${f}_{p}$) given by

Potential surface:

and

${f}_{l}\mathrm{and}\text{}{f}_{r}$ are given by the same expression as those in the Perzyna model. They are the dynamic loading function (the potential surface) and the static loading functions, respectively, given by

Loading surface:

where

$p={\sigma}_{oct}=\frac{{\sigma}_{kk}}{3}$,

$q=\frac{3}{\sqrt{2}}{\tau}_{oct}={\left[\frac{3}{2}{\left({\sigma}_{d}\right)}_{ij}{\left({\sigma}_{d}\right)}_{ij}\right]}^{\frac{1}{2}}$. Similar expressions for

$p$ and

$q$ (also known as the deviatoric stress) can also be found in the work by Borja and Kavazanjian [

19]. In the principal stress space,

${\sigma}_{oct}$ and

${\tau}_{oct}$ are the octahedral normal stress and the octahedral shear stress, respectively (see Matsuoka and Sun [

36], pp. 29–30). In the above equations, the suffixes

$r,\text{}l,\text{}\mathrm{and}\text{}p$ represent the reference surface, the loading surface, and the potential surface, respectively. The meaning of these surfaces is shown in

Figure 1. At any given time, the reference stress state and the reference surface are known from the laboratory test. The current stress state and the potential stress state are related to the reference stress state through the radial mapping rule, which was proposed by Phillips and Sierakowski [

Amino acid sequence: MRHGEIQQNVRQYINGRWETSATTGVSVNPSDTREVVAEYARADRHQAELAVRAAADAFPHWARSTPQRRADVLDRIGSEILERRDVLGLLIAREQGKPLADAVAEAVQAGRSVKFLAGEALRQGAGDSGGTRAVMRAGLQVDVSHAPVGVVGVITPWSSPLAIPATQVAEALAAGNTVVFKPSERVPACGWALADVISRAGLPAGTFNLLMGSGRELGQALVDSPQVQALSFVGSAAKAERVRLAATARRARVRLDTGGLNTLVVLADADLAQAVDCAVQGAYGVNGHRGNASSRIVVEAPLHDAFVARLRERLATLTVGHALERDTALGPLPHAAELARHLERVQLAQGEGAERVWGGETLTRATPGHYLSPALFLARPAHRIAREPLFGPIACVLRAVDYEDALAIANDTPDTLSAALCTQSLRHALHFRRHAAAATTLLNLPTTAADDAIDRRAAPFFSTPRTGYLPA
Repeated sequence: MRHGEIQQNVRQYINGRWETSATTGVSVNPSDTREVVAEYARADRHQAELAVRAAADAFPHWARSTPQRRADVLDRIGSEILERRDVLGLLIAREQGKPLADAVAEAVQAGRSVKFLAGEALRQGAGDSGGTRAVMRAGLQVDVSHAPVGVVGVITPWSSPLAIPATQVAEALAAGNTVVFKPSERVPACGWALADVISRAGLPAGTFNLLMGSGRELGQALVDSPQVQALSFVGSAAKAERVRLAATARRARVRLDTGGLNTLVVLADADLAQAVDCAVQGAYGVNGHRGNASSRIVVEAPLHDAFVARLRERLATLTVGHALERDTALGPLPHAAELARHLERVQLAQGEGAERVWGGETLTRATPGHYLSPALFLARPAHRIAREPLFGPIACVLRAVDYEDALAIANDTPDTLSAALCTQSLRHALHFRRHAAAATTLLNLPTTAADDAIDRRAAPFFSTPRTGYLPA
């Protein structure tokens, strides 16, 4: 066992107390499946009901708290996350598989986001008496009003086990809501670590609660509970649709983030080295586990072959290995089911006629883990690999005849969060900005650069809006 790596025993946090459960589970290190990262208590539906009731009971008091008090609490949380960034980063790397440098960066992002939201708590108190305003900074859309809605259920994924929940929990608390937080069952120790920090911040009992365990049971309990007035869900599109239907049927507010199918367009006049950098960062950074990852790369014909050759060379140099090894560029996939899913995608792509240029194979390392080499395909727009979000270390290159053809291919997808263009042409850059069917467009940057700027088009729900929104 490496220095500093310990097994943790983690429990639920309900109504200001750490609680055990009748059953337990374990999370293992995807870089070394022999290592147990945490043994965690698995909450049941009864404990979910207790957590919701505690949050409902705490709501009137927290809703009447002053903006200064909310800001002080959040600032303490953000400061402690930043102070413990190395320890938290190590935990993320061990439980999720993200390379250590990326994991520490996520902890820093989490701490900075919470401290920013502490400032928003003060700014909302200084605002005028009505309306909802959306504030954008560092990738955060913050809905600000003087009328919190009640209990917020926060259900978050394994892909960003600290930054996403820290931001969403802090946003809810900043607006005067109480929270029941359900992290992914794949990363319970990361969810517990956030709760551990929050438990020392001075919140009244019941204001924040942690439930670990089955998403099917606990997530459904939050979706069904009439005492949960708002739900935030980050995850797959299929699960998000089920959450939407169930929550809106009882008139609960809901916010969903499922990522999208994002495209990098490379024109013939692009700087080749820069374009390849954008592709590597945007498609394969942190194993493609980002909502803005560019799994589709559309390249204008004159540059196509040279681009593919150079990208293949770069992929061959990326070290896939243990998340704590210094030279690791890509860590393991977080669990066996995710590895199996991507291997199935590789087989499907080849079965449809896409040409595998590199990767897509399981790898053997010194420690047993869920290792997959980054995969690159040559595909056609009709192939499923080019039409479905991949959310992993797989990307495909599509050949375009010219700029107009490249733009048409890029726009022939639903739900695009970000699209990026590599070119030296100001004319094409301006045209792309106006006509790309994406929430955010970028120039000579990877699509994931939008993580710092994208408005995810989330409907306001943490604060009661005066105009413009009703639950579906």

37]. In this paper, we used two image parameters and the details are given in

Appendix A. It is worth mentioning that Islam and Gnanendran [

22] demonstrated the strengths and the limitations of the existing methods using the two-surface approach in the EVP models. They used the associated flow rule for their EVP model, while, in the present paper, we use the non-associated flow rule and the three-surface approach. In the previous paper, the surface shapes are two ellipses, while, in the present study, we assume all the surfaces are given by a single ellipse, which is close to the MCC surface. To formulate the new EVP model, we assume that the “projection center" is in the origin of the stress space, which is identical to the MCC model. However, to define the surfaces, the expression of the slope of the critical state line

$\left(M\right)$ is changed with respect to the

b-value

$\left(=\frac{{\sigma}_{2}-{\sigma}_{3}}{{\sigma}_{1}-{\sigma}_{3}}\right)$ [

38] as

where

$\varphi $ is the internal angle of friction at the failure for each

$b$-value test, ranging from 0 (triaxial compression) to 1 (triaxial extension).

We have introduced a new parameter

$M$ in order to obtain a more realistic surface shape in the

$\pi $-plane (see Islam and Gnanendran [

22]). It is observed that, in any stress state

$\left(0<b-value\le 1\right)$ other than the triaxial compression state

$\left(b-value=0\right)$, the MCC equivalent surface overestimates the stress. For the sake of completeness, in

Figure 2, we compare the EVP model based on the MCC surface with the new modified surface presented in this paper. It is observed that the newly extended MCC surface captures and compares well with the experimental results.

In

Figure 3, we can see that, at any arbitrary reference time

$\overline{t}$, the soil state is at “A”, where the corresponding void ratio is